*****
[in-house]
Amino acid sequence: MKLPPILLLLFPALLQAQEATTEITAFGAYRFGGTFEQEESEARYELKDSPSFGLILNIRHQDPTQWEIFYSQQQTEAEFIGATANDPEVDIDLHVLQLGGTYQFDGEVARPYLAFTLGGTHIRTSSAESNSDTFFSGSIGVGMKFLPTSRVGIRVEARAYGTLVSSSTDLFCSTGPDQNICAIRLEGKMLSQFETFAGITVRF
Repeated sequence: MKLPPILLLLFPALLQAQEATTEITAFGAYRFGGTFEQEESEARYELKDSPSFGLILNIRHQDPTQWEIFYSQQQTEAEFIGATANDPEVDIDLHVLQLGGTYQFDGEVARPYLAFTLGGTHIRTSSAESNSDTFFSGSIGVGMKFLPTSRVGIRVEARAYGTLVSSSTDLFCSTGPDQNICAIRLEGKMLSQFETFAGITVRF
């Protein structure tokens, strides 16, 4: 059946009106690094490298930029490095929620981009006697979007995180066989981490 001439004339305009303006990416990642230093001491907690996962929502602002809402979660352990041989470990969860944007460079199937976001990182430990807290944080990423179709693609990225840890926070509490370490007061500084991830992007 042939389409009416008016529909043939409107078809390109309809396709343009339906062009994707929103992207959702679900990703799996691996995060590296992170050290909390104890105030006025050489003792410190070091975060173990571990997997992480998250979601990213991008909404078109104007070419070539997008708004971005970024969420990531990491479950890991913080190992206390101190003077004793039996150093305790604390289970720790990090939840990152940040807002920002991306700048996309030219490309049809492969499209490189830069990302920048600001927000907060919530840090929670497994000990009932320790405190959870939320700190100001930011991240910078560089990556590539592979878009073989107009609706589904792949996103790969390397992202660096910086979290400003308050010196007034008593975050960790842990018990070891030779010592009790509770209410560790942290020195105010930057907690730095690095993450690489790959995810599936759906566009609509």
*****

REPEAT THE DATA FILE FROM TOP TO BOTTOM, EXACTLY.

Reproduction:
[in-house]
Amino acid sequence: MKLPPILLLLFPALLQAQEATTEITAFGAYRFGGTFEQEESEARYELKDSPSFGLILNIRHQDPTQWEIFYSQQQTEAEFIGATANDPEVDIDLHVLQLGGTYQFDGEVARPYLAFTLGGTHIRTSSAESNSDTFFSGSIGVGMKFLPTSRVGIRVEARAYGTLVSSSTDLFCSTGPDQNICAIRLEGKMLSQFETFAGITVRF
Repeated sequence: MKLPPILLLLFPALLQAQEATTEITAFGAYRFGGTFEQEESEARYELKDSPSFGLILNIRHQDPTQWEIFYSQQQTEAEFIGATANDPEVDIDLHVLQLGGTYQFDGEVARPYLAFTLGGTHIRTSSAESNSDTFFSGSIGVGMKFLPTSRVGIRVEARAYGTLVSSSTDLFCSTGPDQNICAIRLEGKMLSQFETFAGITVRF
């Protein structure tokens, strides 16, 4: 059946009106690094490298930029490095929620981009006697979007995180066989981490 001439004339305009303006990416990642230093001491907690996962929502602002809402979660352990041989470990969860944007460079199937976001990182430990807290944080990423179709693609990225840890926070509490370490007061500084991830992007 042939389409009416008016529909043939409107078809390109309809396709343009339906062009994707929103992207959702679900990703799996691996995060590296992170050290909390104890105030006025050489003792410190070091975060173990571990997997992480998250979601990213991008909404078109104007070419070539997008708004971005970024969420990531990491479950890991913080190992206390101190003077004793039996150093305790604390289970720790990090939840990152940040807002920002991306700048996309030219490309049809492969499209490189830069990302920048600001927000907060919530840090929670497994000990009932320790405190959870939320700190100001930011991240910078560089990556590539592979878009073989107009609706589904792949996103790969390397992202660096910086979290400003308050010196007034008593975050960790842990018990070891030779010592009790509770209410560790942290020195105010930057907690730095690095993450690489790959995810599936759906566009609509």